I agree with Ijor and Pera that real-disk support for game disks is not worth it, as very few would be possible, and even those would require a slower scanning method to identify correctly. Optimising for regular 10-sector ST disks will handle any normal data disks, and hopefully most demos too. The raw reading still isn't a guaranteed method to handle problem disks, but if it can be used to improve compatibility then it's probably still worth doing. :)

I've had great success with using real disks in SimCoupe, with only 2 game disks unable to be booted from directly (one of them due to this index problem). The DMA accesses mean it uses little CPU, and run in a separate thread allows the emulation to stay running while waiting for the floppy to respond. Shout if I can be of any assistance...

Si

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Postby ppera » Fri Sep 22, 2006 5:41 pm

I made special version of format program for Atari with fake ID at track start. And made so, that such floppy is fine readable/writeable on PC too.
I just didn't decreased most of Gaps, and those couple little. 10 sector/track plus fake ID with his Gaps fit fine on one track.

Speed: I don't know how to test speed gain of access. But sequencial read with skew of 1 was slover, what means that ST can't catch sector 1.
Of course... Fake ID must be set not on track beginning (as it is supposedly in FC pro), but before sector #1 .. I will try it tomorrow...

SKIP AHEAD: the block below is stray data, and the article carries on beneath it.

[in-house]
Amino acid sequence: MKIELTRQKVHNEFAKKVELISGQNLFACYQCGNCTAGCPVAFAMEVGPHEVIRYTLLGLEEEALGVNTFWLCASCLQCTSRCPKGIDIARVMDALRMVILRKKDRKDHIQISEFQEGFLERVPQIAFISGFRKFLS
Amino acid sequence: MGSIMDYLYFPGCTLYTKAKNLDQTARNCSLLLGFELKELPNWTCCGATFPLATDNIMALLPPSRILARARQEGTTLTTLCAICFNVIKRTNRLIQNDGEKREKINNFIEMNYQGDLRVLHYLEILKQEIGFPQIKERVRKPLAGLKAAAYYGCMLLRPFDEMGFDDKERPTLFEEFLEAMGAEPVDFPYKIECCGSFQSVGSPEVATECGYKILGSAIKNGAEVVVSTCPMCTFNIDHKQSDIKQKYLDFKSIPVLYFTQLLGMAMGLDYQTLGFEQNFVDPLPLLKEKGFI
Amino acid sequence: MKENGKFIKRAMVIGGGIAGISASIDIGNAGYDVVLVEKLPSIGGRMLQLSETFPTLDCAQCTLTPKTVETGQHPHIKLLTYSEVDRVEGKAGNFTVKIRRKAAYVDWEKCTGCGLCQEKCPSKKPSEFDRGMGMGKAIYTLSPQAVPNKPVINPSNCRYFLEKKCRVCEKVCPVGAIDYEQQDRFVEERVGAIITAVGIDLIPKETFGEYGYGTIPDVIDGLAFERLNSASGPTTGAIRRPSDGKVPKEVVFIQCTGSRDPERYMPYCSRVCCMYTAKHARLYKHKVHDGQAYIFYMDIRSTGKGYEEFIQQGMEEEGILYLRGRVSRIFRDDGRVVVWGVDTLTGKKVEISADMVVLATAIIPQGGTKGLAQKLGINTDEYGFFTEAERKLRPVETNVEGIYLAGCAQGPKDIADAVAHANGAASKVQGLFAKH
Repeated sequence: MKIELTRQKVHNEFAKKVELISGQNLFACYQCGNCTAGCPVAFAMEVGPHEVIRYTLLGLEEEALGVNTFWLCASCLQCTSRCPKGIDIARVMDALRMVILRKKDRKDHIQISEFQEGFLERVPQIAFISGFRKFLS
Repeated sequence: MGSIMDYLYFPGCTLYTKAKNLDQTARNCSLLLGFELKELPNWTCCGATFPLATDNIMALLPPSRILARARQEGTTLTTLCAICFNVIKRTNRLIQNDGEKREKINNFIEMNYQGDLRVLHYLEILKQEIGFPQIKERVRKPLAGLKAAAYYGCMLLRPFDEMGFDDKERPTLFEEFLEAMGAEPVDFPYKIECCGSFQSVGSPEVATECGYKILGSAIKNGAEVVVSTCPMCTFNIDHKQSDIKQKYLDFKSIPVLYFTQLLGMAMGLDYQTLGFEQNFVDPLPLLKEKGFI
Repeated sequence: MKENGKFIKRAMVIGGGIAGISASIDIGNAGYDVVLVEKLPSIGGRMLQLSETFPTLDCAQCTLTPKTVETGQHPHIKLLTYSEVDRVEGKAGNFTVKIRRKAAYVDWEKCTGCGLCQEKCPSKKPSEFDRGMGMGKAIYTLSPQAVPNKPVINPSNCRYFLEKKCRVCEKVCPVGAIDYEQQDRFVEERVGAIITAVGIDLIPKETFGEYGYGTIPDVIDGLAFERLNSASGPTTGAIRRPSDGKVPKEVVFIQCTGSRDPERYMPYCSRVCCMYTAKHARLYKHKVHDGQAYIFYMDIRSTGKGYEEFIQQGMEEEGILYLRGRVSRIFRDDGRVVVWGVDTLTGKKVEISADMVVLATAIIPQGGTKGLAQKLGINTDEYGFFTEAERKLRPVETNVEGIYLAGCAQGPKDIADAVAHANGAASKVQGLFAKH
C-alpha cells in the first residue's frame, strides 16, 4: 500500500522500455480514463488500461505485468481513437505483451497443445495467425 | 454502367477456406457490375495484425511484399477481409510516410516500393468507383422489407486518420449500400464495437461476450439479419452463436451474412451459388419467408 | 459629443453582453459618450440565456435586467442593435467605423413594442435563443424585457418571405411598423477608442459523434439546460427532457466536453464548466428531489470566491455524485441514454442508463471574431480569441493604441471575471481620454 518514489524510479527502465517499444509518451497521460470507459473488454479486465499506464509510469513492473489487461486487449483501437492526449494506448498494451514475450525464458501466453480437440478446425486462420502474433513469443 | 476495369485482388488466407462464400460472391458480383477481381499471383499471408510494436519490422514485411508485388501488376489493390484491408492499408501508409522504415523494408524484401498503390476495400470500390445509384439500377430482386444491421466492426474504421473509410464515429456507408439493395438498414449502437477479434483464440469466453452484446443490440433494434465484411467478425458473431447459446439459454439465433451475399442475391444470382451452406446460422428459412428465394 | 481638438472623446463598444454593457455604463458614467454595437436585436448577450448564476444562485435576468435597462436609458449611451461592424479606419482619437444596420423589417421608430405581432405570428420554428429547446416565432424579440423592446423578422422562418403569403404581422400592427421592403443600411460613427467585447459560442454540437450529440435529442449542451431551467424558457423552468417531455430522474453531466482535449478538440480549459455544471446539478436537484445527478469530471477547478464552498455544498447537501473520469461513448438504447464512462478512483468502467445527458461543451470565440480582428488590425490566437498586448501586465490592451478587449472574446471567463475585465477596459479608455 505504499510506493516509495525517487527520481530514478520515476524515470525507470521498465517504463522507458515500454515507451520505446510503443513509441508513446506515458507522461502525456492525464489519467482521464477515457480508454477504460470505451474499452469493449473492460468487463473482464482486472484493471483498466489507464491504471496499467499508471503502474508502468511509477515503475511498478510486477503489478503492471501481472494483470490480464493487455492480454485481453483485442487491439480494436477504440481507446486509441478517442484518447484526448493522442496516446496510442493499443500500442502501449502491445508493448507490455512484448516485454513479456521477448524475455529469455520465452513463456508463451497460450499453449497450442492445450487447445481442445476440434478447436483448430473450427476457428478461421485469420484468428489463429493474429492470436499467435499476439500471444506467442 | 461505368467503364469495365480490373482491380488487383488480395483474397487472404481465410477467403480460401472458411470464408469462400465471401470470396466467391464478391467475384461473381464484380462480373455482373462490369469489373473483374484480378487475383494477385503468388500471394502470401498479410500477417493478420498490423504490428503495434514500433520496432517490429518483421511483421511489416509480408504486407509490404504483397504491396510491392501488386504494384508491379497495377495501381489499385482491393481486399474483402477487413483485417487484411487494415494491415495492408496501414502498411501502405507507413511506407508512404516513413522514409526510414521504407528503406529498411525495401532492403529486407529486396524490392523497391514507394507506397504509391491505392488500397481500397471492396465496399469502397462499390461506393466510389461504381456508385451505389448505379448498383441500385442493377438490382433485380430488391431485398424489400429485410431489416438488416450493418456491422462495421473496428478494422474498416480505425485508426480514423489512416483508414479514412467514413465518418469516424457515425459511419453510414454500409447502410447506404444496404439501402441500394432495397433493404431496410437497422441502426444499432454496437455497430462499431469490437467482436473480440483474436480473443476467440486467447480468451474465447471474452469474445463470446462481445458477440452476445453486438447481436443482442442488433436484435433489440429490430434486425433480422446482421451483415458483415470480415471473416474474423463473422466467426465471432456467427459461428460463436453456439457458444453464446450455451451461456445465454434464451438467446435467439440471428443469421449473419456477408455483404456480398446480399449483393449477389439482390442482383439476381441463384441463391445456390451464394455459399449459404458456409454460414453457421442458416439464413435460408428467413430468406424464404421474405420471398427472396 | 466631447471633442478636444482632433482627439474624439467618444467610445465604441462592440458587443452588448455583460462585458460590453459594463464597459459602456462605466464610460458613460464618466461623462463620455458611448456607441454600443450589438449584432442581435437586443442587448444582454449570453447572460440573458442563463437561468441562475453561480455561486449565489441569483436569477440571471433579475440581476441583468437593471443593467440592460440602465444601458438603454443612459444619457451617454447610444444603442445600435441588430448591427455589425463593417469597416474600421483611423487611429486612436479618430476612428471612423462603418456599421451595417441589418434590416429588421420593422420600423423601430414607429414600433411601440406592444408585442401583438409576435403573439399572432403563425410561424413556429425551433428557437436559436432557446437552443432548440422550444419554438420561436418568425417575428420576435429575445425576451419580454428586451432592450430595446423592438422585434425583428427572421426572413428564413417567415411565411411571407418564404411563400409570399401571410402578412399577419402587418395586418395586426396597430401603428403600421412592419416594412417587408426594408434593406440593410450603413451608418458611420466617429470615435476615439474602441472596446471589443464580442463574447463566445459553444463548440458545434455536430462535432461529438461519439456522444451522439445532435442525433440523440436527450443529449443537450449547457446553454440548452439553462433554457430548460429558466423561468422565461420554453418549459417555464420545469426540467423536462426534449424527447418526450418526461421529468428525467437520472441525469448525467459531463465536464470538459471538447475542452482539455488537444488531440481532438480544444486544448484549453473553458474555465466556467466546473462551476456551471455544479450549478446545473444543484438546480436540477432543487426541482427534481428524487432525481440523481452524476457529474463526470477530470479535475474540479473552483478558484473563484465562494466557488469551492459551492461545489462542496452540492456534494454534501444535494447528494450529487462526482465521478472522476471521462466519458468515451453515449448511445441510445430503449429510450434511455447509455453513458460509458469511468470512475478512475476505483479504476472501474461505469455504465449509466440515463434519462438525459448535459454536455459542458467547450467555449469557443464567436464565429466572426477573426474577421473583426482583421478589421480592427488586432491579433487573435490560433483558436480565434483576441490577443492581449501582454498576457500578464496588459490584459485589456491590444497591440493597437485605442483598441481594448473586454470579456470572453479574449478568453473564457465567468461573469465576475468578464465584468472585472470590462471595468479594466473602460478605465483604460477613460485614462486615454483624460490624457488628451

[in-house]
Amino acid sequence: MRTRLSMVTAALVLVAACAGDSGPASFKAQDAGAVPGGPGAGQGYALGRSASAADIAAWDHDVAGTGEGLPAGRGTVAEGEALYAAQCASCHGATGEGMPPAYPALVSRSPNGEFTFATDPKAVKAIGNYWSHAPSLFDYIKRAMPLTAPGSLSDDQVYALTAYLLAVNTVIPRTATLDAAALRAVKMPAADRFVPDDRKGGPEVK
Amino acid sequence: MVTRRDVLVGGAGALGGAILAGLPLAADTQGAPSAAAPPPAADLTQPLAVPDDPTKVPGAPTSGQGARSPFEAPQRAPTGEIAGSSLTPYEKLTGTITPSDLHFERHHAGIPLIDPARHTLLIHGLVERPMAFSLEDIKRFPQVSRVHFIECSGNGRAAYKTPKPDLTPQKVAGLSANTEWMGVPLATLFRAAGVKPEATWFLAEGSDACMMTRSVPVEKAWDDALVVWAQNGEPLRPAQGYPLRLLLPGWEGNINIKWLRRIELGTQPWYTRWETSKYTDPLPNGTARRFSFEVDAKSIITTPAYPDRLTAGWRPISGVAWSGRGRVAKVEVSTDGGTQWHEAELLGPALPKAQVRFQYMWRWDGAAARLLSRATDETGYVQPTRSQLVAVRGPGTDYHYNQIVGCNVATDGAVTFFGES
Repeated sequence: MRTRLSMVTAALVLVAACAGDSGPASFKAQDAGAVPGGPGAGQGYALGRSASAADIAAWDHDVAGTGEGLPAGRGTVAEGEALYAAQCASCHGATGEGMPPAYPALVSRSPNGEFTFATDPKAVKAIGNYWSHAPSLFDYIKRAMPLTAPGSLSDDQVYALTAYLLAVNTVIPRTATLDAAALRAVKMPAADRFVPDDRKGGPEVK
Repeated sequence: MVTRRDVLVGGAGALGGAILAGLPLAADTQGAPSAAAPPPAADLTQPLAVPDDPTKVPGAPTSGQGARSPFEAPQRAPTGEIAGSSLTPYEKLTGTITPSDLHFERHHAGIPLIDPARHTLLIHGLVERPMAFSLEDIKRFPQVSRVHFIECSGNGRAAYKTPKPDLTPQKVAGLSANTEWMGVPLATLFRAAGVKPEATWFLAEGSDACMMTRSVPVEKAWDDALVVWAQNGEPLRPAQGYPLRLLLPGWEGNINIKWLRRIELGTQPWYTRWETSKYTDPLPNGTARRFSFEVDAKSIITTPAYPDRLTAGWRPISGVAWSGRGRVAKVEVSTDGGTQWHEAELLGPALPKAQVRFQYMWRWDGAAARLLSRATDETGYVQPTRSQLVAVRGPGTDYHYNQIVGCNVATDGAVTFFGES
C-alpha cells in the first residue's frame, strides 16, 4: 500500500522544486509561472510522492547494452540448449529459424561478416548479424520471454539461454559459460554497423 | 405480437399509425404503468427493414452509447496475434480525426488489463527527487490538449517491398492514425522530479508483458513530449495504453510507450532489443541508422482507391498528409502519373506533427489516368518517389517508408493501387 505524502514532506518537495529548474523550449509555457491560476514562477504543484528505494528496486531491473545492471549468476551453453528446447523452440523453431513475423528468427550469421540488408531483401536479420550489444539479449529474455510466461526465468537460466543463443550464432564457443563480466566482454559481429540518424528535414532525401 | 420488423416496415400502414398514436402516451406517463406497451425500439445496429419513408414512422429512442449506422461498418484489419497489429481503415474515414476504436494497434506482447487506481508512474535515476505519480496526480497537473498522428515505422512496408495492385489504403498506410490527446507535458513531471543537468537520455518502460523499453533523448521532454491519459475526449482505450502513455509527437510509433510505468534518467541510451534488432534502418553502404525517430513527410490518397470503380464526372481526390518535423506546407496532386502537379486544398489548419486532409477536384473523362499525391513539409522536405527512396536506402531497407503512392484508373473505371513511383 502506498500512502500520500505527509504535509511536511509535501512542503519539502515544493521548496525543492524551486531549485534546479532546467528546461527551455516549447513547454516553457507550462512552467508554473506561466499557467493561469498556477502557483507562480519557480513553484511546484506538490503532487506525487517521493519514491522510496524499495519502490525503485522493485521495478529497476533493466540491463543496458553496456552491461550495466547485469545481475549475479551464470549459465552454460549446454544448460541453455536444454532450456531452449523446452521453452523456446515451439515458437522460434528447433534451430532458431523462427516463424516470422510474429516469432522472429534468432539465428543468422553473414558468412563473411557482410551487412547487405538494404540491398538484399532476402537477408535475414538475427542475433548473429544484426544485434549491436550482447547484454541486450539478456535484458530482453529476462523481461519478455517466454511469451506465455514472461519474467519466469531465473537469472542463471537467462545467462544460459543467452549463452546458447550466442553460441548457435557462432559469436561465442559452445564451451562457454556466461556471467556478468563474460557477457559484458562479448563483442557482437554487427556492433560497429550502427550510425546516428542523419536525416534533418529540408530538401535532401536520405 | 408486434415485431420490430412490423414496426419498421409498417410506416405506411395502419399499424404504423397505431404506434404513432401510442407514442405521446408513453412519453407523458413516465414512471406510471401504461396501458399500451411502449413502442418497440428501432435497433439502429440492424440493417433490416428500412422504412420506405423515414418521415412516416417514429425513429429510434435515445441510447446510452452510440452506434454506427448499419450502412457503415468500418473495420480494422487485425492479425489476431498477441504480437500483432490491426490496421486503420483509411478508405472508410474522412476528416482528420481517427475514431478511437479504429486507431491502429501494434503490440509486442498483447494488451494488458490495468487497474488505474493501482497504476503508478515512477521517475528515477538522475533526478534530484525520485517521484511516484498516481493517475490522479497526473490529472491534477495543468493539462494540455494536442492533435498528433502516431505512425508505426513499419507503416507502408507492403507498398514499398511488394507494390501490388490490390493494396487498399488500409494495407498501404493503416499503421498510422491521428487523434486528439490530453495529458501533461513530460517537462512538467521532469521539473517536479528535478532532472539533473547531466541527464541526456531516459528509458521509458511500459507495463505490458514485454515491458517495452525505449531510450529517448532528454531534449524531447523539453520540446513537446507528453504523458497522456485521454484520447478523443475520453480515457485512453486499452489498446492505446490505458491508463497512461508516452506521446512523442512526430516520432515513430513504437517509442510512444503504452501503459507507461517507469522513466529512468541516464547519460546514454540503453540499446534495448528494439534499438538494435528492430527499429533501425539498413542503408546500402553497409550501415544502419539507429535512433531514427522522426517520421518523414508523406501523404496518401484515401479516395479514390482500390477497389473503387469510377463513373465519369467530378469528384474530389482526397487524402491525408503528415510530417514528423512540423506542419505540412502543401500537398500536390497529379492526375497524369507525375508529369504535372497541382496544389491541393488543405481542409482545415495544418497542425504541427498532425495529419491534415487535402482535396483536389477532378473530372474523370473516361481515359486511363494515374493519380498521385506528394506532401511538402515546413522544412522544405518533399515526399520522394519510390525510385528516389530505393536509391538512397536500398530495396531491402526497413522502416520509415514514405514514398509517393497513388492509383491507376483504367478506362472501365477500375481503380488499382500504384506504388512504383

In attachment is PRG for Atari. Ir is made in rush, and not checks bad sectors, so use good floppies (if there is still some)

Ijor:
"It doesn't matter where it is located. The WD1772 would always see it. "

I talked there about scanning, not sector read. Are you sure? My scan on Atari showed not those IDs with FC Pro formated floppies, but formatted with mine I see well them.
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Postby ijor » Fri Sep 22, 2006 6:22 pm

obo wrote:I agree with Ijor and Pera that real-disk support for game disks is not worth it, as very few would be possible, and even those would require a slower scanning method to identify correctly...

The DMA accesses mean it uses little CPU, and run in a separate thread allows the emulation to stay running while waiting for the floppy to respond.


CPU time is usually not a problem on modern PCs. The main problem is sustaining real-time timing. It doesn't matter if you have free CPU time, emulation can't run (at real time) if you need to wait for the floppy too much.

If the programs reads trackwise then the problem is not so big. Emulation would keep running until the whole track is read. But if reading is done sectorwise, then it is much more difficult. You would need either to buffer the whole track previously, or read from the real floppy one sector at a time. Even with standard formats it would be difficult to do this at real time.

Of course, for most cases it doesn't matter too much if emulation must stop or slow down at certain times. It is mostly a cosmetic issue. But then the whole point of getting the original drive seeking sound and rythm would fail.